Table 3: Postoperative data of the patients.
Table 4: Biochemical values of the patients.
3.3. C-Reactive Protein Levels

There was no statistically significant difference between the two groups in terms of mean CRP values at 24 and 48 hours postoperatively () (Table 5).

Table 5: C-reactive protein levels.
3.4. Interleukin-6 Levels

There was no statistically significant difference between the two groups in terms of mean IL-6 values before surgery, at 30 min of CPB, and at 6, 24, and 48 hours postoperatively () (Table 6).

Table 6: Levels of IL-6.
3.5. Interleukin-8 Levels

There was no statistically significant difference between the two groups in terms of mean IL-8 values before surgery, at 30 min of CPB, and at 6, 24, and 48 hours postoperatively () (Table 7).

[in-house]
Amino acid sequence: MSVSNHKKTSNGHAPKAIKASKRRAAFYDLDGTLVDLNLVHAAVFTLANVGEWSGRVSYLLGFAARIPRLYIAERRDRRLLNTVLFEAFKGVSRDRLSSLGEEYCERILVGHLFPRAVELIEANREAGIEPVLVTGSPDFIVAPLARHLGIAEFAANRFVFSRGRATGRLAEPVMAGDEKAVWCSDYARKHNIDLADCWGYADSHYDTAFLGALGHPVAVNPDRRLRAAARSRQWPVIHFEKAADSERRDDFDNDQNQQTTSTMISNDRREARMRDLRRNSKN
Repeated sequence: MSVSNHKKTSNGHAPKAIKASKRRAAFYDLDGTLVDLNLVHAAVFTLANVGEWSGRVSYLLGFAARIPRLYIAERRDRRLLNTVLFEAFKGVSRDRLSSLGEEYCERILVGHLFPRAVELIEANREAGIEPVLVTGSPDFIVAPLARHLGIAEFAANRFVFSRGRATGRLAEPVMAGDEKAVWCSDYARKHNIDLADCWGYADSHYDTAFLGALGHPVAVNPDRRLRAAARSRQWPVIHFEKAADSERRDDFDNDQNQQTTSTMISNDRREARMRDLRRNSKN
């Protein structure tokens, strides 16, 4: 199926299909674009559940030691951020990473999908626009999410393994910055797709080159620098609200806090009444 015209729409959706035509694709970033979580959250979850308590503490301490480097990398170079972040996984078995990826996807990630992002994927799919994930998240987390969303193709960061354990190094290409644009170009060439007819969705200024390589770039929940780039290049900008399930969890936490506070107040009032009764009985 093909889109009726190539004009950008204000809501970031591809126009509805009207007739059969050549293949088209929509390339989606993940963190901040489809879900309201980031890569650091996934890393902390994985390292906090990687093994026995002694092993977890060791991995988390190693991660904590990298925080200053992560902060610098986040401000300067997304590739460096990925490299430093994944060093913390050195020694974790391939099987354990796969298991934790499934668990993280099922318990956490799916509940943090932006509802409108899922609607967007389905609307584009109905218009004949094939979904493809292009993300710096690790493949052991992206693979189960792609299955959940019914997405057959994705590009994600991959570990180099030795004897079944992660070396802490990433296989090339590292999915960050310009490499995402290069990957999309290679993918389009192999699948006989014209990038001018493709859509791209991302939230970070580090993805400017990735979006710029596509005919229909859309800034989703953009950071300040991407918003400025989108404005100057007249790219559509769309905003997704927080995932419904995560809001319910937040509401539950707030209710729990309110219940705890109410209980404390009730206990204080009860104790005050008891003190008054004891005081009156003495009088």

Table 7: Levels of IL-8.
3.6. TNF-α Levels

There was no statistically significant difference between the two groups in terms of mean TNF-α levels () (Table 8).

Table 8: Levels of TNF-α.
3.7. Neutrophil Elastase Levels

There was no statistically significant difference between the two groups in terms of mean neutrophil elastase levels values before surgery, at 30 min of CPB, and at 6, 24, and 48 hours postoperatively () (Table 9).

Table 9: Levels of neutrophil elastase.

4. Discussion

The heart-lung machine is an excellent device that makes the surgical treatment of many cardiac diseases possible nowadays. It temporarily takes over the function of the lungs and heart and maintains extracorporeal respiratory and circulatory support during this time. The proinflammatory cytokines become active due to contact of the blood with foreign surfaces during extracorporeal circulation [16]. The systemic inflammatory response after cardiopulmonary bypass may be limited to subclinical increase in levels of inflammatory mediators but may cause severe organ dysfunction or even death [17].